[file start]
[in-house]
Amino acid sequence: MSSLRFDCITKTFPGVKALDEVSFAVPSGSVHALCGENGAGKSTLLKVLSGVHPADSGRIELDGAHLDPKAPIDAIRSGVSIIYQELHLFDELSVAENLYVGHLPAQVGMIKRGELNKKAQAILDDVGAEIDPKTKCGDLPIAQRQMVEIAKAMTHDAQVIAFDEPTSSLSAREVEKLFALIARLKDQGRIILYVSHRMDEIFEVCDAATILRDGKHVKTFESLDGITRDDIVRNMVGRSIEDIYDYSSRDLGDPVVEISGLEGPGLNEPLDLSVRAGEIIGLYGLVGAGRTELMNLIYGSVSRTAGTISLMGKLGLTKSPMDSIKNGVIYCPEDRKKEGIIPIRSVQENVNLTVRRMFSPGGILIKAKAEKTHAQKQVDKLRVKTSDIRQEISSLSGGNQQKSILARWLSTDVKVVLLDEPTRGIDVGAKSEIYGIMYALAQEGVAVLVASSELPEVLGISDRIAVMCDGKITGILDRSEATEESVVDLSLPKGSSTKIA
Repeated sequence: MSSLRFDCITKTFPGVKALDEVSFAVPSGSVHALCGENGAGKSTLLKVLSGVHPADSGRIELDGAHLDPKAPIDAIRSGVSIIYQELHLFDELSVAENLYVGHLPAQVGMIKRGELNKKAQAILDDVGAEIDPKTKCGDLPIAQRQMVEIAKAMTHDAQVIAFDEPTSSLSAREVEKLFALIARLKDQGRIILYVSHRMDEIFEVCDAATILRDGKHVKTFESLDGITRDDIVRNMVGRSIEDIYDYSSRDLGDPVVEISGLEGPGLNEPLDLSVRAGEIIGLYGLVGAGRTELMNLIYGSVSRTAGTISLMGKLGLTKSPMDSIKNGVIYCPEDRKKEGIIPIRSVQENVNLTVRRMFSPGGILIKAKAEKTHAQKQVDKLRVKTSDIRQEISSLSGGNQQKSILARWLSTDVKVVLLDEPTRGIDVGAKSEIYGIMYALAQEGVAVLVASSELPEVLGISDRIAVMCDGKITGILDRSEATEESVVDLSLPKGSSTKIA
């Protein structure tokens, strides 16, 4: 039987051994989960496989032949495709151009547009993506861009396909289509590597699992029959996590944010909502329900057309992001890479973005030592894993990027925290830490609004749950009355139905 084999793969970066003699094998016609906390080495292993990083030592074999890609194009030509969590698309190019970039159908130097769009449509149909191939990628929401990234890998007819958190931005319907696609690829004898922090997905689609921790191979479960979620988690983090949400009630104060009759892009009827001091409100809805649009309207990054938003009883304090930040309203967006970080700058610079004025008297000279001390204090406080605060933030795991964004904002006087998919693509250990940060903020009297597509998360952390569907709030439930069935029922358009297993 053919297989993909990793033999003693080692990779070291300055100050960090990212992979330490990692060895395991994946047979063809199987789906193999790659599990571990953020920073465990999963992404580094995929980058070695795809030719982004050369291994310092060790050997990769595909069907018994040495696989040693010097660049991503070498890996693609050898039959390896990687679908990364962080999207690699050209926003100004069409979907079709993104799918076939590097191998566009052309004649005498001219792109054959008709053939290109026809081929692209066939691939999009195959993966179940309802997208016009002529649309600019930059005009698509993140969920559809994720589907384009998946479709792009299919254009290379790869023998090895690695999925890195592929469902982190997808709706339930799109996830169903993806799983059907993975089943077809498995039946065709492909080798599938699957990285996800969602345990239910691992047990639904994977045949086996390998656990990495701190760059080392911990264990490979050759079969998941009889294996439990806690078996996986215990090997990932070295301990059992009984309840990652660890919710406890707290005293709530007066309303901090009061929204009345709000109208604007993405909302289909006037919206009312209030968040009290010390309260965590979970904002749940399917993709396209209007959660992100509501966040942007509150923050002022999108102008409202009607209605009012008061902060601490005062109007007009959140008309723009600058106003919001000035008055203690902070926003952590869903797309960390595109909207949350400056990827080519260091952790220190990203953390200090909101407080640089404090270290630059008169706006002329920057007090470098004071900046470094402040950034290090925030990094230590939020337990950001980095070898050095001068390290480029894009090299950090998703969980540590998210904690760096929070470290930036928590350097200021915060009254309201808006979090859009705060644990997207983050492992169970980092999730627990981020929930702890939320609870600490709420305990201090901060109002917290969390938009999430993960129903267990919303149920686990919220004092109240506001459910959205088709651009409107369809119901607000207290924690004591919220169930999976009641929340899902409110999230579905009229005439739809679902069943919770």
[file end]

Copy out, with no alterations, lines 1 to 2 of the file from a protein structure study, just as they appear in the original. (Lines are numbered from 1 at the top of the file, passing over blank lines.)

[in-house]
Amino acid sequence: MSSLRFDCITKTFPGVKALDEVSFAVPSGSVHALCGENGAGKSTLLKVLSGVHPADSGRIELDGAHLDPKAPIDAIRSGVSIIYQELHLFDELSVAENLYVGHLPAQVGMIKRGELNKKAQAILDDVGAEIDPKTKCGDLPIAQRQMVEIAKAMTHDAQVIAFDEPTSSLSAREVEKLFALIARLKDQGRIILYVSHRMDEIFEVCDAATILRDGKHVKTFESLDGITRDDIVRNMVGRSIEDIYDYSSRDLGDPVVEISGLEGPGLNEPLDLSVRAGEIIGLYGLVGAGRTELMNLIYGSVSRTAGTISLMGKLGLTKSPMDSIKNGVIYCPEDRKKEGIIPIRSVQENVNLTVRRMFSPGGILIKAKAEKTHAQKQVDKLRVKTSDIRQEISSLSGGNQQKSILARWLSTDVKVVLLDEPTRGIDVGAKSEIYGIMYALAQEGVAVLVASSELPEVLGISDRIAVMCDGKITGILDRSEATEESVVDLSLPKGSSTKIA